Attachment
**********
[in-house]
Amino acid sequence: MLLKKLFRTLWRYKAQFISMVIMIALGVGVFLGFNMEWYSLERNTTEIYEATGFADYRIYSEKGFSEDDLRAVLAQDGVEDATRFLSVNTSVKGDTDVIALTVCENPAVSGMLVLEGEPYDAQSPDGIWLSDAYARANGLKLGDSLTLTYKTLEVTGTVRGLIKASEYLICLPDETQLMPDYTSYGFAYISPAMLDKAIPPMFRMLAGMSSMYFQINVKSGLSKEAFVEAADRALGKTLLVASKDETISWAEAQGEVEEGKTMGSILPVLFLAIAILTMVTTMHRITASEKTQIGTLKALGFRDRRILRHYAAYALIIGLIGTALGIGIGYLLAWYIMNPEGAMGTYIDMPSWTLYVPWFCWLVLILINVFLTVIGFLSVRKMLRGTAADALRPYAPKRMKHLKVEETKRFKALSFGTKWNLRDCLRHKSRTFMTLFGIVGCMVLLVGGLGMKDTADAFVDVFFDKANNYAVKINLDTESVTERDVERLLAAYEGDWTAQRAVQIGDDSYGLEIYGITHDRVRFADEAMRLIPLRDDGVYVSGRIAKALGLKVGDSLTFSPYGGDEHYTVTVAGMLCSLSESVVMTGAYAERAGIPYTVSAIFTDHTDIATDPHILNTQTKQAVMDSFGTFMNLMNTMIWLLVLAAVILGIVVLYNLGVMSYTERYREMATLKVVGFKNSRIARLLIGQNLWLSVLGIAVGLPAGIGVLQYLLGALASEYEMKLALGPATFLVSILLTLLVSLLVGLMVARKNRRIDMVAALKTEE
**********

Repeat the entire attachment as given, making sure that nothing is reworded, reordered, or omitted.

[in-house]
Amino acid sequence: MLLKKLFRTLWRYKAQFISMVIMIALGVGVFLGFNMEWYSLERNTTEIYEATGFADYRIYSEKGFSEDDLRAVLAQDGVEDATRFLSVNTSVKGDTDVIALTVCENPAVSGMLVLEGEPYDAQSPDGIWLSDAYARANGLKLGDSLTLTYKTLEVTGTVRGLIKASEYLICLPDETQLMPDYTSYGFAYISPAMLDKAIPPMFRMLAGMSSMYFQINVKSGLSKEAFVEAADRALGKTLLVASKDETISWAEAQGEVEEGKTMGSILPVLFLAIAILTMVTTMHRITASEKTQIGTLKALGFRDRRILRHYAAYALIIGLIGTALGIGIGYLLAWYIMNPEGAMGTYIDMPSWTLYVPWFCWLVLILINVFLTVIGFLSVRKMLRGTAADALRPYAPKRMKHLKVEETKRFKALSFGTKWNLRDCLRHKSRTFMTLFGIVGCMVLLVGGLGMKDTADAFVDVFFDKANNYAVKINLDTESVTERDVERLLAAYEGDWTAQRAVQIGDDSYGLEIYGITHDRVRFADEAMRLIPLRDDGVYVSGRIAKALGLKVGDSLTFSPYGGDEHYTVTVAGMLCSLSESVVMTGAYAERAGIPYTVSAIFTDHTDIATDPHILNTQTKQAVMDSFGTFMNLMNTMIWLLVLAAVILGIVVLYNLGVMSYTERYREMATLKVVGFKNSRIARLLIGQNLWLSVLGIAVGLPAGIGVLQYLLGALASEYEMKLALGPATFLVSILLTLLVSLLVGLMVARKNRRIDMVAALKTEE